The illegal journey across the border, though, can be frightening. Mexican cartels control the routes, offering guides but demanding high fees. Stories of betrayal, abandonment and even kidnap are common – and then there is the risk of apprehension by the US Border Patrol.
The border is also a lucrative drugs route and Mexican drug cartels are locked in a bloody battle to control these corridors. Illegal migrants without money to pay for their passage can be used as mules, carrying 20kg backpacks of marijuana for as far as 130km.
A controversial law that was recently passed in Arizona gives police increased powers to arrest and investigate suspected illegal immigrants. The Obama administration contested the law in court as unconstitutional, and there has been protest from the Hispanic community, but Deputy Sheriff Ashton Shewey, of Arizona’s Pinal County police department, is matter-of-fact about what it means to him.
“Half of my daily contacts are with illegal immigrants or Mexican nationals. But we don’t ‘racial profile’ – we only stop people who are breaking the law,” he says. “With the new law we can arrest people who have no ID or won’t offer their name. We can detain them while we check them out. Before, we would have to call Border Patrol.”
Shewey describes the incomplete border fence as a joke. The recent shooting of one of Pinal County’s deputy sheriffs has further aggravated the situation. “One of our deputies apparently stumbled across a group of drug mules, and a gunman opened fire,” Shewey explains. “We had 100 deputies out that night, instead of the usual three. We swept the area and picked up 120 illegals.”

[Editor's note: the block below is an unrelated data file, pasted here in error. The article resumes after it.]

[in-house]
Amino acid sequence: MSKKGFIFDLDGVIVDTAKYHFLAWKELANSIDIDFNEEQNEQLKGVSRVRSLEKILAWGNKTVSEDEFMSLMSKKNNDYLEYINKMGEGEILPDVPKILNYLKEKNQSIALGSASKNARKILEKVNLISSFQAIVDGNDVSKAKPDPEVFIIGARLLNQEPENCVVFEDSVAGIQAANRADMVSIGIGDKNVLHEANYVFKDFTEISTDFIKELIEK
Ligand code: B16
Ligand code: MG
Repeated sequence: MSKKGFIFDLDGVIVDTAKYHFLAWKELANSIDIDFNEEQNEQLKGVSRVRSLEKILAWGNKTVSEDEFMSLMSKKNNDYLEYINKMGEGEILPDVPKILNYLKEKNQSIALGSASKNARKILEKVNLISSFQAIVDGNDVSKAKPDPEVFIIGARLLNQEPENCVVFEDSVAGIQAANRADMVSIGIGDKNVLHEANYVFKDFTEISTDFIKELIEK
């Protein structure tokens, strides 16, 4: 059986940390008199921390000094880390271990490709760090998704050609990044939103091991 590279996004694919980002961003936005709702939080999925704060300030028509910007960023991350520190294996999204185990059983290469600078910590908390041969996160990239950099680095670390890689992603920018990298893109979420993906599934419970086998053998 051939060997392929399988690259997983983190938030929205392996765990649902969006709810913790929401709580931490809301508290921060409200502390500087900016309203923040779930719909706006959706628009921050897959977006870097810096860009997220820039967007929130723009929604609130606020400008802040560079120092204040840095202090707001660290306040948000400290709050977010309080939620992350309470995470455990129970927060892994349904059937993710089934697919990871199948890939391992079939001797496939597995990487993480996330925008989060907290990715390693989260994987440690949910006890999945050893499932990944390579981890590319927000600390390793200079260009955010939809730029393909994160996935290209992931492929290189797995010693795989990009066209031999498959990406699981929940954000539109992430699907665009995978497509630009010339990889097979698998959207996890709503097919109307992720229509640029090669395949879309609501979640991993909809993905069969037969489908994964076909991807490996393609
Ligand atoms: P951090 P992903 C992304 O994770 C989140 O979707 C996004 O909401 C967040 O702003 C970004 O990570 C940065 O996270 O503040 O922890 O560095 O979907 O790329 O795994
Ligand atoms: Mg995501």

While this kind of incident is unusual, a US Border Patrol agent was shot and killed last year close to the border in Campo, California, while an Arizona rancher was also killed on his land near the border earlier this year. These incidents inflame an already heated debate on illegal immigration.
Rosie Huey has been a US Border Patrol agent for 10 years in the Rio Grande sector. Like so many agents that I met, she is Hispanic. “My mother was born in Mexico, my father in the US. But he is also of Mexican descent,” she tells me, aware of the irony. “Of course I feel compassion. Mexicans call us hypocrites and say, ‘How can you do this to us?’ But I’m doing a job I signed up to do.”
The Minutemen have less sympathy. Some call them vigilantes, others patriots, but they are basically armed, civilian volunteer activists who patrol the border in their spare time, reporting illegal immigrants to the Border Patrol.
Al Garza runs a group called the Patriot’s Coalition. “We’re being invaded. It’s an outright undeclared war against US sovereignty,” he says. “We need to secure the borders, it’s real simple. But they want a one-world order. The president is a puppet, a front.”
Garza tells me he was in the Marine Corps, and fought in Vietnam. “I’m a patriot. My country means a lot to me,” he tells me. “This idiot, Obama, I don’t consider him my president. Obama is not an American, and his loyalty is not to the US. This man is a usurper. Well, I’ve got news for him, he’s not going to be president much longer!”
The anger unleashed against Obama in response to his healthcare reforms has been startlingly bitter. In April, at a Republican conference, Sarah Palin repeated her slogan: “Don’t retreat. Reload.” She insisted it was not a call for violence, however the danger of this kind of rhetoric should not be underestimated. Last year, a Homeland Security report concluded: “The economic downturn and the election of the first African-American president present unique drivers for right-wing radicalisation and recruitment.”
Shortly before the passing of the healthcare vote, conservative blogger Solomon Forell tweeted: “We’ll surely get over a bullet 2 Barack Obama’s head!” He added: “The Next American with a Clear Shot should drop Obama like a bad habit. 4get Blacks or his claim to be Black. Turn on Barack Obama.”
Two and a half years after the official start of the worst economic downturn in nearly 80 years, and less than 18 months into the rule of America’s first black president, the mood along the Rio Grande is turning ugly.